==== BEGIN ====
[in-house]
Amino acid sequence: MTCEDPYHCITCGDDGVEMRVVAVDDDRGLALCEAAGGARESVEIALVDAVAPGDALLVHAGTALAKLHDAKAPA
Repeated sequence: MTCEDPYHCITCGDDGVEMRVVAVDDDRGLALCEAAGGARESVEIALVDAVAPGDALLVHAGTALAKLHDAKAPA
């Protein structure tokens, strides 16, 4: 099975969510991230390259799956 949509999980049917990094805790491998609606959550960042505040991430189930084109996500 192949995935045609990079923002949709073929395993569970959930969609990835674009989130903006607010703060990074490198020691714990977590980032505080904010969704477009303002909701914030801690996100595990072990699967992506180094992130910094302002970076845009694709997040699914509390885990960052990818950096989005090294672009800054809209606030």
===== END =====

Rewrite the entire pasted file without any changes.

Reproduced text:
[in-house]
Amino acid sequence: MTCEDPYHCITCGDDGVEMRVVAVDDDRGLALCEAAGGARESVEIALVDAVAPGDALLVHAGTALAKLHDAKAPA
Repeated sequence: MTCEDPYHCITCGDDGVEMRVVAVDDDRGLALCEAAGGARESVEIALVDAVAPGDALLVHAGTALAKLHDAKAPA
């Protein structure tokens, strides 16, 4: 099975969510991230390259799956 949509999980049917990094805790491998609606959550960042505040991430189930084109996500 192949995935045609990079923002949709073929395993569970959930969609990835674009989130903006607010703060990074490198020691714990977590980032505080904010969704477009303002909701914030801690996100595990072990699967992506180094992130910094302002970076845009694709997040699914509390885990960052990818950096989005090294672009800054809209606030």